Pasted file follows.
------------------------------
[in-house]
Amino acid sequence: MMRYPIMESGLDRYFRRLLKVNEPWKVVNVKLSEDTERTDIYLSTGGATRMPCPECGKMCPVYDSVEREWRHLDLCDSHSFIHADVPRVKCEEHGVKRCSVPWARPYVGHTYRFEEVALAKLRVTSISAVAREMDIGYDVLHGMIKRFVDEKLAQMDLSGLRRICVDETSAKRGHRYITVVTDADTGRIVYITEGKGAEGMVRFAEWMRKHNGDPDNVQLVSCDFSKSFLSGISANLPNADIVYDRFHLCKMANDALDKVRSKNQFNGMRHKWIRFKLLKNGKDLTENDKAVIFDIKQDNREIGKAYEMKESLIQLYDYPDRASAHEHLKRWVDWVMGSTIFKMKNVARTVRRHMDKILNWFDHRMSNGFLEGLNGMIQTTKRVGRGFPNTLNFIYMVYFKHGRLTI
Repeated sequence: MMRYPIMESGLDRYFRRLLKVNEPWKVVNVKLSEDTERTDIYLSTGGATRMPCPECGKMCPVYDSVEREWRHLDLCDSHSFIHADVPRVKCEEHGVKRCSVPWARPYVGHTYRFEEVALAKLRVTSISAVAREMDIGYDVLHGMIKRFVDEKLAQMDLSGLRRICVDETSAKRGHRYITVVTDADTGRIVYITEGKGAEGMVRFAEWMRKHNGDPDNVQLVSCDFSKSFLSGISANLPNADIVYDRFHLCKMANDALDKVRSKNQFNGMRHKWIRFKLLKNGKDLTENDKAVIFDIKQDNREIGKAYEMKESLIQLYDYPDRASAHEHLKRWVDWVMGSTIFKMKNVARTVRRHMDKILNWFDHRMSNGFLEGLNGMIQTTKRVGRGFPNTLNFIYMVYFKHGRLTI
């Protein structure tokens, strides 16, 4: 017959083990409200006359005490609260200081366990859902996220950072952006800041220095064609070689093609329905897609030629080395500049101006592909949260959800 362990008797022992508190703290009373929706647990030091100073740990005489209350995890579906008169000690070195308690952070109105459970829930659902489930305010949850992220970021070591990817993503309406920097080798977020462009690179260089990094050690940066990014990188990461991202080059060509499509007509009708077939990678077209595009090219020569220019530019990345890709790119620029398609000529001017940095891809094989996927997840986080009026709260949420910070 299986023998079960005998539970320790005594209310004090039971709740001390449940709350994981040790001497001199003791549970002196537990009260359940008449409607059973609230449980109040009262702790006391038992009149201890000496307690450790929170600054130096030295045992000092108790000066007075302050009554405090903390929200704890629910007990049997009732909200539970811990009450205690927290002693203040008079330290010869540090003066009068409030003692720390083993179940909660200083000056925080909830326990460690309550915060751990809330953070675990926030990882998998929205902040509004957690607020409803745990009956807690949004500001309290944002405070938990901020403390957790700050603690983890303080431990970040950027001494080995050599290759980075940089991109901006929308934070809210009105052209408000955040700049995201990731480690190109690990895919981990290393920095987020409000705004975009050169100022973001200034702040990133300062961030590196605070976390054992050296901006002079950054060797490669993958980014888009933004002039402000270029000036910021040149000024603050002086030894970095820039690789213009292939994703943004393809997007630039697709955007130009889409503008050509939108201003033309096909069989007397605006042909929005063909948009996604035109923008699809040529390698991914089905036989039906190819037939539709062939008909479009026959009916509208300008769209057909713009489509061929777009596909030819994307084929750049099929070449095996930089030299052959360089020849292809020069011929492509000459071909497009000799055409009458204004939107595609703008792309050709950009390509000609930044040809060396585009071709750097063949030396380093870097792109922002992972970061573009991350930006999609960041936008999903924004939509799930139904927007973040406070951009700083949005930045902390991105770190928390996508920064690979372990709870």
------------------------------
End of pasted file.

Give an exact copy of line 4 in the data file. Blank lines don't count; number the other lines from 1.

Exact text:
């Protein structure tokens, strides 16, 4: 017959083990409200006359005490609260200081366990859902996220950072952006800041220095064609070689093609329905897609030629080395500049101006592909949260959800 362990008797022992508190703290009373929706647990030091100073740990005489209350995890579906008169000690070195308690952070109105459970829930659902489930305010949850992220970021070591990817993503309406920097080798977020462009690179260089990094050690940066990014990188990461991202080059060509499509007509009708077939990678077209595009090219020569220019530019990345890709790119620029398609000529001017940095891809094989996927997840986080009026709260949420910070 299986023998079960005998539970320790005594209310004090039971709740001390449940709350994981040790001497001199003791549970002196537990009260359940008449409607059973609230449980109040009262702790006391038992009149201890000496307690450790929170600054130096030295045992000092108790000066007075302050009554405090903390929200704890629910007990049997009732909200539970811990009450205690927290002693203040008079330290010869540090003066009068409030003692720390083993179940909660200083000056925080909830326990460690309550915060751990809330953070675990926030990882998998929205902040509004957690607020409803745990009956807690949004500001309290944002405070938990901020403390957790700050603690983890303080431990970040950027001494080995050599290759980075940089991109901006929308934070809210009105052209408000955040700049995201990731480690190109690990895919981990290393920095987020409000705004975009050169100022973001200034702040990133300062961030590196605070976390054992050296901006002079950054060797490669993958980014888009933004002039402000270029000036910021040149000024603050002086030894970095820039690789213009292939994703943004393809997007630039697709955007130009889409503008050509939108201003033309096909069989007397605006042909929005063909948009996604035109923008699809040529390698991914089905036989039906190819037939539709062939008909479009026959009916509208300008769209057909713009489509061929777009596909030819994307084929750049099929070449095996930089030299052959360089020849292809020069011929492509000459071909497009000799055409009458204004939107595609703008792309050709950009390509000609930044040809060396585009071709750097063949030396380093870097792109922002992972970061573009991350930006999609960041936008999903924004939509799930139904927007973040406070951009700083949005930045902390991105770190928390996508920064690979372990709870």